Pub­lish­ers take on China at book fair

The Myanmar Times - - World -

THE city’s feisty pub­lish­ing in­dus­try vowed to take on China by sell­ing books crit­i­cal of Bei­jing, de­spite the dis­ap­pear­ances of five city book­sell­ers, as a ma­jor an­nual book fair be­gan yes­ter­day.

The book­sell­ers, who went miss­ing last year and resur­faced in the main­land, worked for a pub­lish­ing house in Hong Kong known for gos­sipy ti­tles about China’s po­lit­i­cal lead­ers.

One of the men is still de­tained and another, who skipped bail, has re­vealed how he was blind­folded and in­ter­ro­gated for months.

Some main­stream book­stores here re­moved works likely to of­fend main­land au­thor­i­ties from their shelves in the wake of the dis­ap­pear­ances.

And while in­de­pen­dent shop own­ers are still will­ing to stock the books, some have said sala­cious or crit­i­cal ti­tles about Bei­jing pol­i­tics have dwin­dled as pub­lish­ers have been scared off.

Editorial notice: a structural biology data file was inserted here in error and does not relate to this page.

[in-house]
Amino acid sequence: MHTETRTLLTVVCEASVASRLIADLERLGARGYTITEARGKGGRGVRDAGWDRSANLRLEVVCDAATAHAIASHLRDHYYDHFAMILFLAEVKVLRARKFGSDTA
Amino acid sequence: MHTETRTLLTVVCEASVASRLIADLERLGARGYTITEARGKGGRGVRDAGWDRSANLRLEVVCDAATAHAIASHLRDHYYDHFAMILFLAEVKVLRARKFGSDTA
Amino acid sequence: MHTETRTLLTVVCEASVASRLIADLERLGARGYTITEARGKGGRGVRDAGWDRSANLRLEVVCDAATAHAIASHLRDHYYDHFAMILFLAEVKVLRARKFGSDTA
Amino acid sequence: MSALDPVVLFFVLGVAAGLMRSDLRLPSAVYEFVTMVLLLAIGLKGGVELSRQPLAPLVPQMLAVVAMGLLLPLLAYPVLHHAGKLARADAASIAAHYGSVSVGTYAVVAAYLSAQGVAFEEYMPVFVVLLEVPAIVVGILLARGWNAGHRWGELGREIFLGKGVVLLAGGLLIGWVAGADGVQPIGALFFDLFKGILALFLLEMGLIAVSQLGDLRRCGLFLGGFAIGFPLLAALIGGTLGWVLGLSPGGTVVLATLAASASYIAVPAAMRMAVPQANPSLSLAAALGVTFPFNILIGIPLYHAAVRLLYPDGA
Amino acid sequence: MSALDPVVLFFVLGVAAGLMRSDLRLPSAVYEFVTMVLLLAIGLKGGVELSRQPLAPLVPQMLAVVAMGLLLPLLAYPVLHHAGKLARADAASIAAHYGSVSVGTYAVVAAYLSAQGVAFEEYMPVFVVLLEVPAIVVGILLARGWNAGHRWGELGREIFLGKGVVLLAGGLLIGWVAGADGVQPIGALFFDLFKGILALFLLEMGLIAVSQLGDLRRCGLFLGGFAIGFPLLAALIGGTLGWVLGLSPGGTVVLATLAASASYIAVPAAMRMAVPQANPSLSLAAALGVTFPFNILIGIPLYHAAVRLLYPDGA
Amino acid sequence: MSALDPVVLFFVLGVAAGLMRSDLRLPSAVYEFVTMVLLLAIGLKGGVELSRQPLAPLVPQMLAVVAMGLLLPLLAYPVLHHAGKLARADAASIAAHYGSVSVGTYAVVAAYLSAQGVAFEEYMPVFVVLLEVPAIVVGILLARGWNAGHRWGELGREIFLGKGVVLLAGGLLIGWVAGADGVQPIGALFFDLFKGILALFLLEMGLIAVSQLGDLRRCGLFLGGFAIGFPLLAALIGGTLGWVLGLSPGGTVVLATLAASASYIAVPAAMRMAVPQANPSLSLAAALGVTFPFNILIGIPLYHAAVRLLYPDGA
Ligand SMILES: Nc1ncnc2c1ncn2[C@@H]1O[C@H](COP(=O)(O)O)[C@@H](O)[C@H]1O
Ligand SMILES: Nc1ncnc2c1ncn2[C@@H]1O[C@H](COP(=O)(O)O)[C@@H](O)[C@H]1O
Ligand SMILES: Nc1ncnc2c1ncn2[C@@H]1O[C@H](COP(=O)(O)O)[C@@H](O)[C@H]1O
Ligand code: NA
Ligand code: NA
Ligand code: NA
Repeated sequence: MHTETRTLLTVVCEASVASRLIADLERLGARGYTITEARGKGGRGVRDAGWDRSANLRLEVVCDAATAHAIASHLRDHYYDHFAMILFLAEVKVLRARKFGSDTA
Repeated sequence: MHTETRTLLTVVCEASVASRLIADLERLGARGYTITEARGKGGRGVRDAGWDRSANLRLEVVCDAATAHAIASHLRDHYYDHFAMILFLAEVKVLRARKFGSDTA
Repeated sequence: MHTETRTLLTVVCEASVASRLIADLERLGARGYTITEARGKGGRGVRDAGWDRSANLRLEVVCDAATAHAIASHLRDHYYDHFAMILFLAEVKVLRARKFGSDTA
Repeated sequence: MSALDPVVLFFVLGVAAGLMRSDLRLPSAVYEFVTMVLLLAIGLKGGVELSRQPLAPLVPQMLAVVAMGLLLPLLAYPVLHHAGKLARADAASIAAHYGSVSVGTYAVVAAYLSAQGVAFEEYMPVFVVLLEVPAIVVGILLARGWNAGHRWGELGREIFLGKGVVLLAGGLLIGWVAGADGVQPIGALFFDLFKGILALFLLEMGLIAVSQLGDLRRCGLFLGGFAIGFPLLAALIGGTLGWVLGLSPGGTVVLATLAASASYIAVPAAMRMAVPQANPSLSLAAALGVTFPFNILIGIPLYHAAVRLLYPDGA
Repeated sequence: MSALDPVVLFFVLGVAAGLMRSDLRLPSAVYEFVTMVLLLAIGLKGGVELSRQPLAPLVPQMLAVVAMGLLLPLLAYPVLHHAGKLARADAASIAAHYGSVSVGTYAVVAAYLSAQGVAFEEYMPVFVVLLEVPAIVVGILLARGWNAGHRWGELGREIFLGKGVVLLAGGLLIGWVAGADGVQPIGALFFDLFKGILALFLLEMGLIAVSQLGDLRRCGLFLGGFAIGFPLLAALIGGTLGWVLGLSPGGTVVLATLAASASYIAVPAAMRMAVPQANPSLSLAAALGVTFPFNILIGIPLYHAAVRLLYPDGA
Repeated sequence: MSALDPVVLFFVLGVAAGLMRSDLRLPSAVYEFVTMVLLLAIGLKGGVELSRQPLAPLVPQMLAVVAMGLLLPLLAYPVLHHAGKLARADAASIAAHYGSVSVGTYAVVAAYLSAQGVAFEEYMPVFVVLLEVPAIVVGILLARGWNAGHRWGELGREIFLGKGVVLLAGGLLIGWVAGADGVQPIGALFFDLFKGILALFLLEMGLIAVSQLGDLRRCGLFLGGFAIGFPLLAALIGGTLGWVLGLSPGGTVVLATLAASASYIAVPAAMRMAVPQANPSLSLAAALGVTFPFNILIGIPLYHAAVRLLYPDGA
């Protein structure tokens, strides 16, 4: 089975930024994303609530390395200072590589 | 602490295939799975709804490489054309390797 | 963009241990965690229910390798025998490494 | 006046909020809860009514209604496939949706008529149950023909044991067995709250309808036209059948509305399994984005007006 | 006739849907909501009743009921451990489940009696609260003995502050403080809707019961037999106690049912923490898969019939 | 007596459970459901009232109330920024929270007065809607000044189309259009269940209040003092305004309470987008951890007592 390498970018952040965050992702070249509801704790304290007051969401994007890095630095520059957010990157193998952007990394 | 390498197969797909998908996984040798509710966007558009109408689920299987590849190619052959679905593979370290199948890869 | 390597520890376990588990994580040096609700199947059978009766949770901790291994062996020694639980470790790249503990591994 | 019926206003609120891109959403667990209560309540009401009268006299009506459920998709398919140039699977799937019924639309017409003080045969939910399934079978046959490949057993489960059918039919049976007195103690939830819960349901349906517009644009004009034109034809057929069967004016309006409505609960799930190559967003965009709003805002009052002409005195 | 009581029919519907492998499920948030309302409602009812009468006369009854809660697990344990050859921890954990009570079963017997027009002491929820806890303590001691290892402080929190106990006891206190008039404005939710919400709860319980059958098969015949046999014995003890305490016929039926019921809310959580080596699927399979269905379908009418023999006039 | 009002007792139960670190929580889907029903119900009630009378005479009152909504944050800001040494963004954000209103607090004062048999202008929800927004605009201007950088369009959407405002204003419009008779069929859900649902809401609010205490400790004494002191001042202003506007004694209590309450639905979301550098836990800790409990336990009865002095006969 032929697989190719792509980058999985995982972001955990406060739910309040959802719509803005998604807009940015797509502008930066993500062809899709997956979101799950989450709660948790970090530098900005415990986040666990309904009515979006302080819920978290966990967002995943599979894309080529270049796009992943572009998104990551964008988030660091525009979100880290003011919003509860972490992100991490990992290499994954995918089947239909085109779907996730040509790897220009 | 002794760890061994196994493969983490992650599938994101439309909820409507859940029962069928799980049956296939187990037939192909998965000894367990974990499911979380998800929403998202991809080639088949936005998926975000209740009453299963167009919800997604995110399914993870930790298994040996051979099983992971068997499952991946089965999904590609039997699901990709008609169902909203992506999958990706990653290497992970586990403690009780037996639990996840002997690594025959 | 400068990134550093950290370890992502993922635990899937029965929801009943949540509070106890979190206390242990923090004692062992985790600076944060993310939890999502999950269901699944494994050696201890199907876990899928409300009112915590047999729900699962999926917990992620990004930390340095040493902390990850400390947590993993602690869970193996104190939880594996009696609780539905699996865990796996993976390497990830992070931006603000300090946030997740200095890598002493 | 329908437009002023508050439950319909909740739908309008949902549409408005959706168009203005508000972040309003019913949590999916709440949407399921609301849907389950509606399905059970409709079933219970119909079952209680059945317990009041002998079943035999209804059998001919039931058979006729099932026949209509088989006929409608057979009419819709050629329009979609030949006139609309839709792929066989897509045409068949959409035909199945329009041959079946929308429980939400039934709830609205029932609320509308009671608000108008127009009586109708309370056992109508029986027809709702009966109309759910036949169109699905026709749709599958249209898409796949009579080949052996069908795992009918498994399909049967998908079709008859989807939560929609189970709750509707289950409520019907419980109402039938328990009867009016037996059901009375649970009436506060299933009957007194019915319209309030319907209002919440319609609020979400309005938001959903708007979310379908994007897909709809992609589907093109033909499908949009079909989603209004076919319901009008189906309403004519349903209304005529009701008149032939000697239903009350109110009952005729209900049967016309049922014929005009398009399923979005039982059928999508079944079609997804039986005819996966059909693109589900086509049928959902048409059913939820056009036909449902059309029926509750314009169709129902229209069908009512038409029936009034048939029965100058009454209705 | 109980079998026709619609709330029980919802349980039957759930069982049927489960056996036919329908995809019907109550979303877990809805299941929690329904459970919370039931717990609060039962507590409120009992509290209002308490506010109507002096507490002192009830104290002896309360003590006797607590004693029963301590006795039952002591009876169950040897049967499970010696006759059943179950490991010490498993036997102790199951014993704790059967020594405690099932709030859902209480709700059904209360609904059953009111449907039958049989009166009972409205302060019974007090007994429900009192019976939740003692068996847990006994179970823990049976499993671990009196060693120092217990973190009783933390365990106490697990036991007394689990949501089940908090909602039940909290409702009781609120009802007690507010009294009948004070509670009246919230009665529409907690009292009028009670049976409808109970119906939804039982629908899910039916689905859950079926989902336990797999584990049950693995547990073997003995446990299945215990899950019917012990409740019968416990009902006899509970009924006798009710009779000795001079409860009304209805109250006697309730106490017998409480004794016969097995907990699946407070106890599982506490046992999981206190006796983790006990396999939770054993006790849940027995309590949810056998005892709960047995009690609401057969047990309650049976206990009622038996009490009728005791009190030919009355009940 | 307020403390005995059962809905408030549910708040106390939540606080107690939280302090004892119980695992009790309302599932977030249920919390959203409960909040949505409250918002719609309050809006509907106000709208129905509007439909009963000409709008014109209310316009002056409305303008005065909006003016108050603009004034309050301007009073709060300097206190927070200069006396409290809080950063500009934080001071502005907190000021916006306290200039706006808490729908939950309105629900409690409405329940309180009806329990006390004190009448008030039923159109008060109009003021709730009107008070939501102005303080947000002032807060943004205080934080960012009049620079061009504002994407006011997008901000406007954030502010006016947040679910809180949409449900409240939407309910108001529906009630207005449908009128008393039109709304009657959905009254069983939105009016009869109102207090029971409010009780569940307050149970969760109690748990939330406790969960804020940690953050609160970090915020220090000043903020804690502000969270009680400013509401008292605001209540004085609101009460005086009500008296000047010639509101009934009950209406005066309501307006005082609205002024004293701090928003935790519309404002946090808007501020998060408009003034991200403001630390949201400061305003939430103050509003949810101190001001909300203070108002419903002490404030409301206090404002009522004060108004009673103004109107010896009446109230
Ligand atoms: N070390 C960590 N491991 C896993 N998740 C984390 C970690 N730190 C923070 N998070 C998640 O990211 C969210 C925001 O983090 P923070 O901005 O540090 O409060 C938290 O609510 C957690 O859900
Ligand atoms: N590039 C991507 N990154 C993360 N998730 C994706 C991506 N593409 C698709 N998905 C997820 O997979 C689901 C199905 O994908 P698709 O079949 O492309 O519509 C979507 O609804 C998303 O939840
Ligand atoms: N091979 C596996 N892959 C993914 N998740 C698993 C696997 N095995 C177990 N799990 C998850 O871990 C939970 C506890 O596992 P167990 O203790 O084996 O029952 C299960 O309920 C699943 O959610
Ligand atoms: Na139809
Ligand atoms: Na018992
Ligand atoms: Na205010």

But on the first day of the book fair yes­ter­day, there was de­ter­mi­na­tion to keep fight­ing.

“As a pub­lish­ing house, I per­son­ally think I should not worry ... You lose if you start to worry,” said Jimmy Pang, head of Hong Kong pub­lisher Sub­cul­ture.

Mr Pang said he would not stop print­ing po­lit­i­cal books out of fear, but de­scribed the pres­sure on the Hong Kong in­dus­try as “white ter­ror”.

“If a book is sud­denly banned, say af­ter some main­land of­fi­cials say it is, the whole line of pro­duc­tion can get into trou­ble, from its writer, pub­lisher, to the dis­trib­u­tor and even read­ers. It can hap­pen two or three years af­ter the book is printed,” Mr Pang said.

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